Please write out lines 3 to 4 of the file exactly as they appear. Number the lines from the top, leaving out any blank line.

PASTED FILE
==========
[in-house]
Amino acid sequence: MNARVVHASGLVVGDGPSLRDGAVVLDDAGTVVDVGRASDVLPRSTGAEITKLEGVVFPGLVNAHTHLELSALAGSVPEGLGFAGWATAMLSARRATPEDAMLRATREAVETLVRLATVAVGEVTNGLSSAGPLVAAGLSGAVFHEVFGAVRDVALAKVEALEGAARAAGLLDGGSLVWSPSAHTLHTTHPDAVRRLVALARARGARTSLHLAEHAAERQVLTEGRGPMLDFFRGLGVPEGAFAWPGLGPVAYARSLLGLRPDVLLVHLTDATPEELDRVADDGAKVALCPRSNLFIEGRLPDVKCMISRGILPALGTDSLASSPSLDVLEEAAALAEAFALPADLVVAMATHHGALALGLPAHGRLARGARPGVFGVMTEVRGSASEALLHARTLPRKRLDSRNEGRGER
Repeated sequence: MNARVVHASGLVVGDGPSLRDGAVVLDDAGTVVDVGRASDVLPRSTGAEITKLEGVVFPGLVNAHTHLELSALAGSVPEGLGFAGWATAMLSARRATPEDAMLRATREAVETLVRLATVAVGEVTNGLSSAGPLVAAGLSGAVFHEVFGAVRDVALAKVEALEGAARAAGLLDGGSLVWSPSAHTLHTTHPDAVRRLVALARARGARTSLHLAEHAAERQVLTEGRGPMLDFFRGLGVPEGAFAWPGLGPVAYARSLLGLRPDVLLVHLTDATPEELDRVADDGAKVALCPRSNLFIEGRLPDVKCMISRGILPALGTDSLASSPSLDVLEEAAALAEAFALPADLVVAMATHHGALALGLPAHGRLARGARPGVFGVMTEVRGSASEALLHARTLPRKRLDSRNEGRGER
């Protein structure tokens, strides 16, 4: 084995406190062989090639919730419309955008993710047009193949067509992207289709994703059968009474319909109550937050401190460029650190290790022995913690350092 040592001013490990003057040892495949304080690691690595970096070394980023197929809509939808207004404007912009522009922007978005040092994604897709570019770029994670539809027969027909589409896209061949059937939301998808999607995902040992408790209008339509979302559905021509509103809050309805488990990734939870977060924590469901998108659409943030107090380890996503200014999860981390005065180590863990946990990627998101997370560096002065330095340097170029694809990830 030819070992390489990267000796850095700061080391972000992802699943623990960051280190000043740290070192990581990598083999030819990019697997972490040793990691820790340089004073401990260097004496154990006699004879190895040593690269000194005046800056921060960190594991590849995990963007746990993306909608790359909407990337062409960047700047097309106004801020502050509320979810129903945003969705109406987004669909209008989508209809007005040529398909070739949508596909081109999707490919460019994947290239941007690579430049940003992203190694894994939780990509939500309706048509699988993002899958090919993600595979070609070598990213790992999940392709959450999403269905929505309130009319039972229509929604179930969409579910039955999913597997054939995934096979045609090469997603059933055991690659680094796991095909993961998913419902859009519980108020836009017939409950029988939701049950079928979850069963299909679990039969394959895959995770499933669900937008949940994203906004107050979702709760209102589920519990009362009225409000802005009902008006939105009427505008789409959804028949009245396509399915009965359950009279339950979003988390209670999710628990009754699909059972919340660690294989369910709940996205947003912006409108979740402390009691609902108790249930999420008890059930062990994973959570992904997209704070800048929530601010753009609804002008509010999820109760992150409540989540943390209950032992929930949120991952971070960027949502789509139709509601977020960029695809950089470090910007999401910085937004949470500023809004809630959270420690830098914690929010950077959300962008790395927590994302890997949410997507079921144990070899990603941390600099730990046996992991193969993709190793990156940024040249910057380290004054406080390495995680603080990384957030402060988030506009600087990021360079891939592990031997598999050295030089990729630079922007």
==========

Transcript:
Repeated sequence: MNARVVHASGLVVGDGPSLRDGAVVLDDAGTVVDVGRASDVLPRSTGAEITKLEGVVFPGLVNAHTHLELSALAGSVPEGLGFAGWATAMLSARRATPEDAMLRATREAVETLVRLATVAVGEVTNGLSSAGPLVAAGLSGAVFHEVFGAVRDVALAKVEALEGAARAAGLLDGGSLVWSPSAHTLHTTHPDAVRRLVALARARGARTSLHLAEHAAERQVLTEGRGPMLDFFRGLGVPEGAFAWPGLGPVAYARSLLGLRPDVLLVHLTDATPEELDRVADDGAKVALCPRSNLFIEGRLPDVKCMISRGILPALGTDSLASSPSLDVLEEAAALAEAFALPADLVVAMATHHGALALGLPAHGRLARGARPGVFGVMTEVRGSASEALLHARTLPRKRLDSRNEGRGER
């Protein structure tokens, strides 16, 4: 084995406190062989090639919730419309955008993710047009193949067509992207289709994703059968009474319909109550937050401190460029650190290790022995913690350092 040592001013490990003057040892495949304080690691690595970096070394980023197929809509939808207004404007912009522009922007978005040092994604897709570019770029994670539809027969027909589409896209061949059937939301998808999607995902040992408790209008339509979302559905021509509103809050309805488990990734939870977060924590469901998108659409943030107090380890996503200014999860981390005065180590863990946990990627998101997370560096002065330095340097170029694809990830 030819070992390489990267000796850095700061080391972000992802699943623990960051280190000043740290070192990581990598083999030819990019697997972490040793990691820790340089004073401990260097004496154990006699004879190895040593690269000194005046800056921060960190594991590849995990963007746990993306909608790359909407990337062409960047700047097309106004801020502050509320979810129903945003969705109406987004669909209008989508209809007005040529398909070739949508596909081109999707490919460019994947290239941007690579430049940003992203190694894994939780990509939500309706048509699988993002899958090919993600595979070609070598990213790992999940392709959450999403269905929505309130009319039972229509929604179930969409579910039955999913597997054939995934096979045609090469997603059933055991690659680094796991095909993961998913419902859009519980108020836009017939409950029988939701049950079928979850069963299909679990039969394959895959995770499933669900937008949940994203906004107050979702709760209102589920519990009362009225409000802005009902008006939105009427505008789409959804028949009245396509399915009965359950009279339950979003988390209670999710628990009754699909059972919340660690294989369910709940996205947003912006409108979740402390009691609902108790249930999420008890059930062990994973959570992904997209704070800048929530601010753009609804002008509010999820109760992150409540989540943390209950032992929930949120991952971070960027949502789509139709509601977020960029695809950089470090910007999401910085937004949470500023809004809630959270420690830098914690929010950077959300962008790395927590994302890997949410997507079921144990070899990603941390600099730990046996992991193969993709190793990156940024040249910057380290004054406080390495995680603080990384957030402060988030506009600087990021360079891939592990031997598999050295030089990729630079922007």